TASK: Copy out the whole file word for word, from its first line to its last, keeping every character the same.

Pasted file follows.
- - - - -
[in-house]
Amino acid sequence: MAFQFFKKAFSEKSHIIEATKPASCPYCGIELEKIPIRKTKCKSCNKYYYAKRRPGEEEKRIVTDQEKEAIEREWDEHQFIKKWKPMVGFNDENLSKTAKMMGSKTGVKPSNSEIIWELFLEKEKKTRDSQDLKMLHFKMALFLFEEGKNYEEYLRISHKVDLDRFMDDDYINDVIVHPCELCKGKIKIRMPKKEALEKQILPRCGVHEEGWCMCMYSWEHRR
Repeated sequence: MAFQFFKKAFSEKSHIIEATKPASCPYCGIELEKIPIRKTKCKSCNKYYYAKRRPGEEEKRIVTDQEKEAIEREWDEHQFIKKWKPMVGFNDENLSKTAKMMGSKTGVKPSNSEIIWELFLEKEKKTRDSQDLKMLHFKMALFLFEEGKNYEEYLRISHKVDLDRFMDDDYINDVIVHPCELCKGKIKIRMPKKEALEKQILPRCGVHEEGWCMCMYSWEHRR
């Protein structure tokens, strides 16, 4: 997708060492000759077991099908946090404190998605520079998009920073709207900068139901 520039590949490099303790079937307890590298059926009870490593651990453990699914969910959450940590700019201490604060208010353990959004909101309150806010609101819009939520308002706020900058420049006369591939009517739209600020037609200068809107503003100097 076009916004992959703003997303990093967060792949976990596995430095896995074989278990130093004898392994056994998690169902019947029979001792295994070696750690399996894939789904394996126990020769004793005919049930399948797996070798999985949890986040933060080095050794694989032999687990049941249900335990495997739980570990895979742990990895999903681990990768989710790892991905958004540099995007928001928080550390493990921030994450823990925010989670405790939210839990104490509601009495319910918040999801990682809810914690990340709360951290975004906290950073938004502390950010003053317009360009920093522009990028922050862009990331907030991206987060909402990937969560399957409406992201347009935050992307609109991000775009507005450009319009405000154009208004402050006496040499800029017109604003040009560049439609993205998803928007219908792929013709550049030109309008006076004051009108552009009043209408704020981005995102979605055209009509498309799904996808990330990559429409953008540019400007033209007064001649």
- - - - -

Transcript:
[in-house]
Amino acid sequence: MAFQFFKKAFSEKSHIIEATKPASCPYCGIELEKIPIRKTKCKSCNKYYYAKRRPGEEEKRIVTDQEKEAIEREWDEHQFIKKWKPMVGFNDENLSKTAKMMGSKTGVKPSNSEIIWELFLEKEKKTRDSQDLKMLHFKMALFLFEEGKNYEEYLRISHKVDLDRFMDDDYINDVIVHPCELCKGKIKIRMPKKEALEKQILPRCGVHEEGWCMCMYSWEHRR
Repeated sequence: MAFQFFKKAFSEKSHIIEATKPASCPYCGIELEKIPIRKTKCKSCNKYYYAKRRPGEEEKRIVTDQEKEAIEREWDEHQFIKKWKPMVGFNDENLSKTAKMMGSKTGVKPSNSEIIWELFLEKEKKTRDSQDLKMLHFKMALFLFEEGKNYEEYLRISHKVDLDRFMDDDYINDVIVHPCELCKGKIKIRMPKKEALEKQILPRCGVHEEGWCMCMYSWEHRR
């Protein structure tokens, strides 16, 4: 997708060492000759077991099908946090404190998605520079998009920073709207900068139901 520039590949490099303790079937307890590298059926009870490593651990453990699914969910959450940590700019201490604060208010353990959004909101309150806010609101819009939520308002706020900058420049006369591939009517739209600020037609200068809107503003100097 076009916004992959703003997303990093967060792949976990596995430095896995074989278990130093004898392994056994998690169902019947029979001792295994070696750690399996894939789904394996126990020769004793005919049930399948797996070798999985949890986040933060080095050794694989032999687990049941249900335990495997739980570990895979742990990895999903681990990768989710790892991905958004540099995007928001928080550390493990921030994450823990925010989670405790939210839990104490509601009495319910918040999801990682809810914690990340709360951290975004906290950073938004502390950010003053317009360009920093522009990028922050862009990331907030991206987060909402990937969560399957409406992201347009935050992307609109991000775009507005450009319009405000154009208004402050006496040499800029017109604003040009560049439609993205998803928007219908792929013709550049030109309008006076004051009108552009009043209408704020981005995102979605055209009509498309799904996808990330990559429409953008540019400007033209007064001649």